The general aim of the present invention is to provide high speed wire cutting apparatus of the above general type which is of simpler and less costly construction while being less resistant to the driving force and less susceptible to unbalanced loading and excessive wear.
A more detailed object of the invention is to achieve the foregoing by providing apparatus in which the cutter and the wiper are an integrated unit and are operated in properly phased relation by a single actuator and without need of return springs.
Still another object is to provide an extremely simple double acting eccentric for driving an integrated cutter and wiper in such a manner as to cause the wiper to be brought into engagement with the leading end portion of a length of wire immediately after the cutter has penetrated the wire, to cause the wiper to overtake the cutter and push the wire downwardly, and thereafter to retract the cutter and the wiper preparatory to the next cut.
The invention also resides in the provision of a link which coacts with the eccentric to control the path of the cutter and the wiper and to cause the wiper to overtake the cutter as the latter approaches the end of its cutting stroke.
These and other objects and advantages of the invention will become more apparent from the following detailed description when taken in conjunction with the accompanying drawings.
FIG. 1 is a front elevational view which schematically shows new and improved wire cutting apparatus of the present invention in a typical operating environment;
FIG. 2 is a perspective view of the wire cutting apparatus;
FIG. 3 is an enlarged end elevational view of the wire cutting apparatus shown in FIG. 2;
FIG. 4 is a fragmentary cross-section taken substantially along the line 4--4 of FIG. 3;
FIG. 5 is an enlarged view of certain parts shown in FIG. 3;
FIGS. 6 and 7 are somewhat schematic views which show successive positions of the cutter and the wiper;
FIG. 7A is an enlarged view of certain parts shown in FIG. 7; and
FIGS. 8 and 9 are somewhat schematic views which show additional successive positions of the cutter and the wiper.
While the invention is susceptible of various modifications and alternative constructions, a certain illustrated embodiment thereof has been shown in the drawings and will be described below in detail. It should be understood, however, that there is no intention to limit the invention to the specific forms disclosed, but on the contrary, the intention is to cover all modifications, alternative constructions and equivalents falling within the spirit and scope of the invention as defined by the appended claims.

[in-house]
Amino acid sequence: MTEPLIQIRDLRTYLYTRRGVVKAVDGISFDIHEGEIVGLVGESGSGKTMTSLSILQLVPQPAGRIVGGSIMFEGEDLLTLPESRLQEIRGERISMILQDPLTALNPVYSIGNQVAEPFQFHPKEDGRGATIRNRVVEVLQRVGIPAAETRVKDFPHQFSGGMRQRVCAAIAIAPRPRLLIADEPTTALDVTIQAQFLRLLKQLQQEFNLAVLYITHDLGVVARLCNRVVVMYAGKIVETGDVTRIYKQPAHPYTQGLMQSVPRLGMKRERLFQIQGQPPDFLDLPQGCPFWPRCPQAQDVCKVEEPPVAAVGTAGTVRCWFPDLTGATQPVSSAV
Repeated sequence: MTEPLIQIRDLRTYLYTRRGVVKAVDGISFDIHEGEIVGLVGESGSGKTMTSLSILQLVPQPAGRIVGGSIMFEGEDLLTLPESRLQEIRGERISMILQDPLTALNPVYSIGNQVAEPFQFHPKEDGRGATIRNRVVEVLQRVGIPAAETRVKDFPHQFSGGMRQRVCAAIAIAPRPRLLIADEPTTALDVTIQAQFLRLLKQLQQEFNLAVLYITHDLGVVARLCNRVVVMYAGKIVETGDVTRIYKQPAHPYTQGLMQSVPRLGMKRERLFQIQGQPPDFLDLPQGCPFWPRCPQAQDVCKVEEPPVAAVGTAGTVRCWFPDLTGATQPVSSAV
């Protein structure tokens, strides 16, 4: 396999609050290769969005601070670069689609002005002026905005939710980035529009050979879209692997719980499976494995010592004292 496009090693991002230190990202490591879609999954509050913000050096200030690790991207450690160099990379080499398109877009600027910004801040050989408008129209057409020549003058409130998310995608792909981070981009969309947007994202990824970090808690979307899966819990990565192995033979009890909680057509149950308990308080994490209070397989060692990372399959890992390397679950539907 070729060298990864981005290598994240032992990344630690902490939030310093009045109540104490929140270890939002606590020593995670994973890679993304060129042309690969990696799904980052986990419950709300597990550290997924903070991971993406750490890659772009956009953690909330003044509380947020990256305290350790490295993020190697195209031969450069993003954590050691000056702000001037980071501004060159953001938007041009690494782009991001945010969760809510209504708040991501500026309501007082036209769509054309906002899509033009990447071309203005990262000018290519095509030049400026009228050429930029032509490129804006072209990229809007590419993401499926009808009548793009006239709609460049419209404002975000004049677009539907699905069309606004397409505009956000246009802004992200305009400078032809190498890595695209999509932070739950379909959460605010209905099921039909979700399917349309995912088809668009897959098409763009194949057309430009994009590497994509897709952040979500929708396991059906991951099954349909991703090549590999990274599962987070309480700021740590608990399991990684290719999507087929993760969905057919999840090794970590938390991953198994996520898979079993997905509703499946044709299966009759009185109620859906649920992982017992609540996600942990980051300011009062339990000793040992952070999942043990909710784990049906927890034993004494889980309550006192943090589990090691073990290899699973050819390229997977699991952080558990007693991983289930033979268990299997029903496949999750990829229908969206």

For purposes of illustration, the invention has been shown in the drawings as incorporated in apparatus 10 for cutting off successive leading end portions of an elongated length of wire 11 adapted to be fed along a predetermined path. While the cutting apparatus 10 may be used in many different applications, it herein has been shown in conjunction with a feed mechanism 12 which pulls wire through wire straightening apparatus 13 that, in turn, is supplied with wire from an unwinding station 14, or from a wire drawing machine.
The feed mechanism 12, the straightening apparatus 13 and the wire supply 14 do not constitute part of the invention and need not be described in detail. It will suffice to say that the feed mechanism 12 includes two pairs of upper and lower feed rolls 15 (FIG. 2) which are rotated so as to pull the wire through the straightening dies 13 and to advance past the cutter toward an output station. Each time a wire length of suitable dimension is advanced past the cutter, the leading end portion of the wire is cut off from the remaining length of wire, the cutting taking place at a cutting station located just downstream of the feed mechanism. During the cutting operation, the leading end portion of the wire is supported in a conventional trough 16 located immediately downstream of the cutting station. After each cut, the bottom of the trough is automatically opened in a well known manner to enable the cut-off wire portion to drop downwardly out of the path of the following portion of wire.